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Bulls need to Flip the switch on playoff run
by Sam Smith
Posted on Apr 2
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The story of Ronald Murray’s NBA life has been the same. It seems teams just don’t give a Flip.
Having come to the Bulls in the Tyrus Thomas trade, Murray has made journeyman an art. The Bulls are his eighth team in eight NBA seasons, reading this way: Milwaukee, Seattle, Cleveland, Detroit, Indiana, Atlanta, Charlotte, Chicago.
No wonder you never see the guy smile.
“It’s a business,” shrugs Murray, who has been flippin’ good lately for the Bulls with back to back 23-point games. “A lot of times a team (in a trade) wanted to get something back. A lot of times when trades got down I’m in the mix. I don’t look at it like they’re trying to get rid of me. It just seems I’m one of the guys who goes when teams want something back.
“I’ll take it,” said Murray, sounding somewhat disinterested as he’s obviously told this story before. “I don’t mind. I’m just glad to be able to play basketball.”
Murray figures to have another big role Friday when the Bulls play the Washington Wizards in this desperate playoff run. With Luol Deng due back this weekend but in limited minutes, Murray has been playing more small forward in the role John Salmons excelled at last season with Deng injured.
Murray has been terrific of late and you wondered why in losing to the Suns Tuesday he didn’t have the ball more down the stretch. He is 18 of 26 the last two games and seven of 11 on threes. He’s averaging 12.5 per game in March and 15.2 the last five games and 10 of 17 on threes.
You might say he’s flipped the switch.
“I’ve always been a scorer,” offers Murray. “It’s what I do. I’ve always been able to score the basketball. I feel I can come in the game and score at will.”
He certainly has the mentality.
It would seem this is a short run with the Bulls for Murray given the Bulls larger free agent priorities. It seems unlikely Murray would be a player to accept a minimum salary, which is about the Bulls would have to offer after pursuing the big free agents, as he generally draws interest as a scoring sixth man type and figures to get part of a team’s exception.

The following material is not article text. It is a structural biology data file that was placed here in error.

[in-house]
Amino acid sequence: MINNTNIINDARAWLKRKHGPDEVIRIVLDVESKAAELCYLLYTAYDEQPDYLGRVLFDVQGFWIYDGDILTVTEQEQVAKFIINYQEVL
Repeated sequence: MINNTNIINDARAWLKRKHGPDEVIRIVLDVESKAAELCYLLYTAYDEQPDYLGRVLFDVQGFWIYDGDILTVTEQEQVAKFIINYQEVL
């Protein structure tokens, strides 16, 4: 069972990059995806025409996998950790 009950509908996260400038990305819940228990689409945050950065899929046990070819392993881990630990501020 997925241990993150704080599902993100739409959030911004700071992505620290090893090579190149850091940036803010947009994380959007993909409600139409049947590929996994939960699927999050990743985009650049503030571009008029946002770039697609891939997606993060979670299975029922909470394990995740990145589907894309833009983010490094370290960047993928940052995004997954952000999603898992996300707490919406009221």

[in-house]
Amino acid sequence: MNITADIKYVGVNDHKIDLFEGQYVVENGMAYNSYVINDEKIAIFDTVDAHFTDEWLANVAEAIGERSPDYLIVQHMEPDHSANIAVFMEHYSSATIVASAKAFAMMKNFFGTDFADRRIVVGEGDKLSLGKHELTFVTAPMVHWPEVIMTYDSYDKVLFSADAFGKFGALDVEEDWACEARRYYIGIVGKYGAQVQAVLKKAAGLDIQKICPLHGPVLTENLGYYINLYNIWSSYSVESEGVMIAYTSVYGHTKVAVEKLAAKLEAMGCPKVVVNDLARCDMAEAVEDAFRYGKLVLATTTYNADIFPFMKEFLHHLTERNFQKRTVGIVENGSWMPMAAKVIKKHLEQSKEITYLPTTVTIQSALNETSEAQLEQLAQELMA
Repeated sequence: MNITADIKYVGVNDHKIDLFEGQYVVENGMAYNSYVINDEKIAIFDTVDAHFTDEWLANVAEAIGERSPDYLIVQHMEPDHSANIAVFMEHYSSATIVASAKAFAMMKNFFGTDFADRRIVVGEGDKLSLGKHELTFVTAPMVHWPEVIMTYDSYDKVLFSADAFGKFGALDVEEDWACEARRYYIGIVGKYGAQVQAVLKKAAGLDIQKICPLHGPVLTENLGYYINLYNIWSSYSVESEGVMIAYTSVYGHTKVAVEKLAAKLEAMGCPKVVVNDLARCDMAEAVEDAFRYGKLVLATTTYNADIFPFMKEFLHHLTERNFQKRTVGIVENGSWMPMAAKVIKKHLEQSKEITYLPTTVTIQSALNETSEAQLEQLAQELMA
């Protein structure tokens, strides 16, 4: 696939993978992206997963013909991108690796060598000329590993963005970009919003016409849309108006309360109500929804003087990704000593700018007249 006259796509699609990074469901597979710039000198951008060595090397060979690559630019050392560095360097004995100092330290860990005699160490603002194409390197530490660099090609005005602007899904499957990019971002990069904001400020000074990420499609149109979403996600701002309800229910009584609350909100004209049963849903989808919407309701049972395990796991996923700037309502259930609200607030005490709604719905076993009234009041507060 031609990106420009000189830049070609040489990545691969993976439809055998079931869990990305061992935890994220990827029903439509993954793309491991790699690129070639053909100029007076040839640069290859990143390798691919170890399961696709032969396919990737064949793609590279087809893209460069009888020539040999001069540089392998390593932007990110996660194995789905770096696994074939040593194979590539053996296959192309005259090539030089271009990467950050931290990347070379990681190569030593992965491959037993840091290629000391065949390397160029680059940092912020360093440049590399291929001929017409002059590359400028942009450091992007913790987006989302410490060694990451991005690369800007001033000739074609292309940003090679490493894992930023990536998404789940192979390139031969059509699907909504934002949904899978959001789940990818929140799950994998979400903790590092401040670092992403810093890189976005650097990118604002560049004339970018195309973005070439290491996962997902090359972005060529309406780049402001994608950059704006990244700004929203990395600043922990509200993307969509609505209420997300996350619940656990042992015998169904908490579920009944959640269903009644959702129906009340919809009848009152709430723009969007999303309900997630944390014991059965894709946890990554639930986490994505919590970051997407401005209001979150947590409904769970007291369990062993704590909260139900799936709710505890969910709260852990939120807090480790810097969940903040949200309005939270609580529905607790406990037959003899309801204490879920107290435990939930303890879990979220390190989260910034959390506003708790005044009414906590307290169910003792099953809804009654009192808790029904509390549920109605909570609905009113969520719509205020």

“I’m not going to change my game. It’s what I do and what’s kept me in this league, scoring the basketball,” says Murray. “I can’t control what’s going to happen in the summer. I can’t worry about all the free agents. I’ll end up somewhere.”
Just in a different uniform, sort of a Flip flop. Just another audition for the league for Murray so far. And he accepts it as who he’s become. Plus, the hours aren’t bad.
“At times at a young age it was frustrating,” Murray admits. “Because I thought I was able to go out and play better than a lot of dudes getting long term deals. As I got older, I realized the business and there was a lot of meat to it to take care of my family. There’s nothing I can do to control that. All I can do is play basketball.”
Murray did it the best when he burst upon the scene in his second season. He was a second rounder drafted by the Bucks from Shaw College and then a throw in with the Ray Allen trade for local Seattle favorite Gary Payton.
It was not a popular move in Seattle, though the right one as Payton’s game had come apart.
The Sonics would be winning the first game when the teams played right after the deal and Murray called general manager Rick Sund to boldly proclaim, “Rick, it’s Flip. We kicked their tails.” Sund didn’t even know Flip was Ronald Murray.
Starting the next season for the injured Allen, Murray became an NBA sensation scoring at least 20 points in 10 of the team’s first 11 games and averaging about 23 per game in that stretch.
The nickname, by the way, was for gymnastics excellence as a kid.
But Murray was no guy wearing sequins. He came from a tough Philadelphia neighborhood. He’s carried a reputation around the NBA not as a troublemaker, but as a guy with “don’t mess with me” body language. You don’t see him smile much and he isn’t much for small talk or little niceties. Let’s say he’s like the guy whom you bump into and you better not look up and better keep walking. And he isn’t always friendly to reporters and other small animals.
Bulls fans saw a version of that when Murray was with the Pistons. In a playoff series, Murray dunked over Kirk Hinrich and then stood over the fallen Hinrich glaring and muttering something not necessarily about Kansas. It seemed more a Flip response than a flip one.
I asked Hinrich about it the other day and he laughed, “You still look up that stuff?”
Sure, I have nothing much else to do.
I also remember a game winning three against the Bulls Murray hit when he played with the Cavs and which Scott Skiles is still yelling at Andres Nocioni for leaving Murray open in the corner.
I thought with a guy who traveled around so much he’d have favorites and there would be a world according to Flip. But he said there wasn’t much but basketball. He said Italian food was his favorite and he liked the Maggiano’s chain the best and his favorite city was Miami.
“Always got the sunshine,” says Murray. “Can’t beat that.”
After being the only player I can ever think of who’s now played for every team in the Central Division, you can certainly understand his preference.
“The opportunity to play basketball is special to me,” says Murray. “I’ll be able to come back and say, ‘I played in the NBA,’ and played as long as I did and from where I came from, Philadelphia and a small Division II school.
“That’s tough,” says Murray. “It’s a league built for first round players. But I’ve been able to stay in the league and make a name for myself in the league.”
Flip. Yes, they know Flip. Have shot will travel.